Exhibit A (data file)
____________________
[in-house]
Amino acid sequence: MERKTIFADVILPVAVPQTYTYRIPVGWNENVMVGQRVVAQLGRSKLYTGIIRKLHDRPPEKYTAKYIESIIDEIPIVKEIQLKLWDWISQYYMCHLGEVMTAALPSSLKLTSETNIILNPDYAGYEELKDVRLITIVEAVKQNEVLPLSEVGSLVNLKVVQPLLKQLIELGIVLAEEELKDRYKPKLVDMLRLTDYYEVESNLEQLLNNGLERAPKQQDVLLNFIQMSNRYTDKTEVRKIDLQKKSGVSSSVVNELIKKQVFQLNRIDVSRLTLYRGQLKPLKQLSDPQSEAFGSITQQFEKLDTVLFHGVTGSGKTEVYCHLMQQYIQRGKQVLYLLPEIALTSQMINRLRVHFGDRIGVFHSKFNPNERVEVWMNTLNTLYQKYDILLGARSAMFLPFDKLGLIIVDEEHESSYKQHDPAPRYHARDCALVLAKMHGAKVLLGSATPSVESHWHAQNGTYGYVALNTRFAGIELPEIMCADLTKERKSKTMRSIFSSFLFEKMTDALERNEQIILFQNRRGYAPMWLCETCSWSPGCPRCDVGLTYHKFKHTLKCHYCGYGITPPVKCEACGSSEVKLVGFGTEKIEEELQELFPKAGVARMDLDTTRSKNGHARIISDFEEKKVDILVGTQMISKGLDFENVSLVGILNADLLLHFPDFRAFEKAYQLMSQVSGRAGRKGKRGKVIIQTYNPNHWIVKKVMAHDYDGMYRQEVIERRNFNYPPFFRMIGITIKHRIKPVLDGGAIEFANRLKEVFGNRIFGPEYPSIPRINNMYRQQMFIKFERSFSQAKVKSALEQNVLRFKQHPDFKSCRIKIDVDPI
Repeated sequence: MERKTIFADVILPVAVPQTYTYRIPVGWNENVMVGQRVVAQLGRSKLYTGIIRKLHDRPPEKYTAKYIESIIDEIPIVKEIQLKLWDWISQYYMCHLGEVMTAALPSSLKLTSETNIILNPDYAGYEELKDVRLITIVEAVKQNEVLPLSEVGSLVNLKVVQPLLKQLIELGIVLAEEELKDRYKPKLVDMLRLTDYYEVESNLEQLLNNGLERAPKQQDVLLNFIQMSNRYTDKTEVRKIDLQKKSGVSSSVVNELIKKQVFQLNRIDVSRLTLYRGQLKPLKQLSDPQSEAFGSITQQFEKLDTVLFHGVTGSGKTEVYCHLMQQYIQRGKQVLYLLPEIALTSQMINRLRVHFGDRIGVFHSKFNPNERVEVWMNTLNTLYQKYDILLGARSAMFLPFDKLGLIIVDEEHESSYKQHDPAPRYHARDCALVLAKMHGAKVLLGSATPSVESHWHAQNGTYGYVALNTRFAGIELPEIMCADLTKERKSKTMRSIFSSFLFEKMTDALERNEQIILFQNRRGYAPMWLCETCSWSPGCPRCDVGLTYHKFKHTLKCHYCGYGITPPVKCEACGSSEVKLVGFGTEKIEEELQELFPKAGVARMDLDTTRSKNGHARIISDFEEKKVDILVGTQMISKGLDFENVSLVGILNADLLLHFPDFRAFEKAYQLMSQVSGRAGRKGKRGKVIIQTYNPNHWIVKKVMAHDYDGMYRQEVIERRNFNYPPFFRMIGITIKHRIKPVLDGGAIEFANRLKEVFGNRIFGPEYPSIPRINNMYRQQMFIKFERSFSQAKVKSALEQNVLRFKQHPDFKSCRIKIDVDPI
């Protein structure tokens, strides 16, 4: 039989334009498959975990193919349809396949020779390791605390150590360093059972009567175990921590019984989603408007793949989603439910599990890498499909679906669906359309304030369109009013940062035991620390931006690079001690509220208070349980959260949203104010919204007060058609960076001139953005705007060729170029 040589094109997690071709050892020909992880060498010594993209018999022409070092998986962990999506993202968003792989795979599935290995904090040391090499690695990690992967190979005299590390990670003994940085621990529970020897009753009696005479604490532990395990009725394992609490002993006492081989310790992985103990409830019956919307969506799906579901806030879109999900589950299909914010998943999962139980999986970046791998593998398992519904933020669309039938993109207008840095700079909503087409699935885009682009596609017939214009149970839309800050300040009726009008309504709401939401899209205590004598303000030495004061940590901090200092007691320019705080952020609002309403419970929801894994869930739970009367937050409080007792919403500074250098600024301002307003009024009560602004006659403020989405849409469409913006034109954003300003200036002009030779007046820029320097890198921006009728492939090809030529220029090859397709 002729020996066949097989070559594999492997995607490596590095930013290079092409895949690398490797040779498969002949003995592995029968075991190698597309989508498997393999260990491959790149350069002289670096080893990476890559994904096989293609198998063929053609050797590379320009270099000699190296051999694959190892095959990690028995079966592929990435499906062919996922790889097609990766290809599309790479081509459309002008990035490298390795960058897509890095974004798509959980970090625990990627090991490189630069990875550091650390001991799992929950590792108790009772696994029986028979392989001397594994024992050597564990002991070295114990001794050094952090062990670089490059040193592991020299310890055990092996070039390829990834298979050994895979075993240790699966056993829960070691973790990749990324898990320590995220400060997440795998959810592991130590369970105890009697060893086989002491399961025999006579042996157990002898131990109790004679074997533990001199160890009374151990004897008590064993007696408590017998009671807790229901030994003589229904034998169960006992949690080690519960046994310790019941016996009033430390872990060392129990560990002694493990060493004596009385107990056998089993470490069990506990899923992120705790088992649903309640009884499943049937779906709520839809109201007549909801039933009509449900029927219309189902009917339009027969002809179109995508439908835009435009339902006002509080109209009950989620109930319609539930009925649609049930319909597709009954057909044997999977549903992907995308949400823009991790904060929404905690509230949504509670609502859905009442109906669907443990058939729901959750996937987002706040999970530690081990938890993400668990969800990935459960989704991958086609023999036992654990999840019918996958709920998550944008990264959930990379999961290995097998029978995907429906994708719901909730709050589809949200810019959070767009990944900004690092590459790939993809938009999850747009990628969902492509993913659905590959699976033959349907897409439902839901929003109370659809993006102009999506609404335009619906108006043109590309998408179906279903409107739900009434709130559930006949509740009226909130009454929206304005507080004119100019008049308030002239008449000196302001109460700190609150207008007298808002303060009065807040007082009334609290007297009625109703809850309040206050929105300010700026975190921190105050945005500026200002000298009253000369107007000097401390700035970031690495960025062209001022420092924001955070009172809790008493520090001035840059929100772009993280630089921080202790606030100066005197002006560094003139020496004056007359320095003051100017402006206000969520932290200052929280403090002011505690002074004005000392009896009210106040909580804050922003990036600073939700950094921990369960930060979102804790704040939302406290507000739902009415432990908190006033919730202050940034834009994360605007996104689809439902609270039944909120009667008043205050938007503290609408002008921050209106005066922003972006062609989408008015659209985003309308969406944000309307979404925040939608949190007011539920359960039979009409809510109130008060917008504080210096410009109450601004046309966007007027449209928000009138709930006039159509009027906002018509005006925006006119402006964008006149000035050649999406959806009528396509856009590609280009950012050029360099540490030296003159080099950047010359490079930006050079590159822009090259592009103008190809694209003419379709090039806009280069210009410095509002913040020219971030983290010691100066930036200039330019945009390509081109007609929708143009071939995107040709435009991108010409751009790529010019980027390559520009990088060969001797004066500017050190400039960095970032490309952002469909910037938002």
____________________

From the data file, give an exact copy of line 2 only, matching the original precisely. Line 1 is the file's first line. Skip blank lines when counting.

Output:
Amino acid sequence: MERKTIFADVILPVAVPQTYTYRIPVGWNENVMVGQRVVAQLGRSKLYTGIIRKLHDRPPEKYTAKYIESIIDEIPIVKEIQLKLWDWISQYYMCHLGEVMTAALPSSLKLTSETNIILNPDYAGYEELKDVRLITIVEAVKQNEVLPLSEVGSLVNLKVVQPLLKQLIELGIVLAEEELKDRYKPKLVDMLRLTDYYEVESNLEQLLNNGLERAPKQQDVLLNFIQMSNRYTDKTEVRKIDLQKKSGVSSSVVNELIKKQVFQLNRIDVSRLTLYRGQLKPLKQLSDPQSEAFGSITQQFEKLDTVLFHGVTGSGKTEVYCHLMQQYIQRGKQVLYLLPEIALTSQMINRLRVHFGDRIGVFHSKFNPNERVEVWMNTLNTLYQKYDILLGARSAMFLPFDKLGLIIVDEEHESSYKQHDPAPRYHARDCALVLAKMHGAKVLLGSATPSVESHWHAQNGTYGYVALNTRFAGIELPEIMCADLTKERKSKTMRSIFSSFLFEKMTDALERNEQIILFQNRRGYAPMWLCETCSWSPGCPRCDVGLTYHKFKHTLKCHYCGYGITPPVKCEACGSSEVKLVGFGTEKIEEELQELFPKAGVARMDLDTTRSKNGHARIISDFEEKKVDILVGTQMISKGLDFENVSLVGILNADLLLHFPDFRAFEKAYQLMSQVSGRAGRKGKRGKVIIQTYNPNHWIVKKVMAHDYDGMYRQEVIERRNFNYPPFFRMIGITIKHRIKPVLDGGAIEFANRLKEVFGNRIFGPEYPSIPRINNMYRQQMFIKFERSFSQAKVKSALEQNVLRFKQHPDFKSCRIKIDVDPI